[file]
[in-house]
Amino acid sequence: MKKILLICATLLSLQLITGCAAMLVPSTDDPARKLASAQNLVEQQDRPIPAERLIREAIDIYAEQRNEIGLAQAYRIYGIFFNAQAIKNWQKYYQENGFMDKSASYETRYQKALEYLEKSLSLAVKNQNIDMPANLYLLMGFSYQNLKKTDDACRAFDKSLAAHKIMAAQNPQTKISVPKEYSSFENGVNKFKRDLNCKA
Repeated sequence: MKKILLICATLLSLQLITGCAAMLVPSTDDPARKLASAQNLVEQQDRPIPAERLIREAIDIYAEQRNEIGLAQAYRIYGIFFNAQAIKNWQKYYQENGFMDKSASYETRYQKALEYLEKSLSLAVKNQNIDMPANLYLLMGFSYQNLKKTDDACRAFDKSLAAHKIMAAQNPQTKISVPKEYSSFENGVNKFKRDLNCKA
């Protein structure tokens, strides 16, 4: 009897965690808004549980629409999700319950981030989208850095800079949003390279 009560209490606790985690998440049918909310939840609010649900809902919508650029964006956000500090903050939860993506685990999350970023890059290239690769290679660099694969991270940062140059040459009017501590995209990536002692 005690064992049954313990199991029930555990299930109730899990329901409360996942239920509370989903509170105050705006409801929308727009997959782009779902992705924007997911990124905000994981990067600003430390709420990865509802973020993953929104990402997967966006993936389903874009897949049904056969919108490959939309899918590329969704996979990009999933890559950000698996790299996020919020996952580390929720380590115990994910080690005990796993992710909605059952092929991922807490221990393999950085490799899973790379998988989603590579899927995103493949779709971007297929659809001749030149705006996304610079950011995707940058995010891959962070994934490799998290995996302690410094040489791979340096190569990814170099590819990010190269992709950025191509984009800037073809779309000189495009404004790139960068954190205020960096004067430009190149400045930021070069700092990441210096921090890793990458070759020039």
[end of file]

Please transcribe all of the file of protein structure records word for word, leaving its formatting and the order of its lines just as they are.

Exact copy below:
[in-house]
Amino acid sequence: MKKILLICATLLSLQLITGCAAMLVPSTDDPARKLASAQNLVEQQDRPIPAERLIREAIDIYAEQRNEIGLAQAYRIYGIFFNAQAIKNWQKYYQENGFMDKSASYETRYQKALEYLEKSLSLAVKNQNIDMPANLYLLMGFSYQNLKKTDDACRAFDKSLAAHKIMAAQNPQTKISVPKEYSSFENGVNKFKRDLNCKA
Repeated sequence: MKKILLICATLLSLQLITGCAAMLVPSTDDPARKLASAQNLVEQQDRPIPAERLIREAIDIYAEQRNEIGLAQAYRIYGIFFNAQAIKNWQKYYQENGFMDKSASYETRYQKALEYLEKSLSLAVKNQNIDMPANLYLLMGFSYQNLKKTDDACRAFDKSLAAHKIMAAQNPQTKISVPKEYSSFENGVNKFKRDLNCKA
């Protein structure tokens, strides 16, 4: 009897965690808004549980629409999700319950981030989208850095800079949003390279 009560209490606790985690998440049918909310939840609010649900809902919508650029964006956000500090903050939860993506685990999350970023890059290239690769290679660099694969991270940062140059040459009017501590995209990536002692 005690064992049954313990199991029930555990299930109730899990329901409360996942239920509370989903509170105050705006409801929308727009997959782009779902992705924007997911990124905000994981990067600003430390709420990865509802973020993953929104990402997967966006993936389903874009897949049904056969919108490959939309899918590329969704996979990009999933890559950000698996790299996020919020996952580390929720380590115990994910080690005990796993992710909605059952092929991922807490221990393999950085490799899973790379998988989603590579899927995103493949779709971007297929659809001749030149705006996304610079950011995707940058995010891959962070994934490799998290995996302690410094040489791979340096190569990814170099590819990010190269992709950025191509984009800037073809779309000189495009404004790139960068954190205020960096004067430009190149400045930021070069700092990441210096921090890793990458070759020039």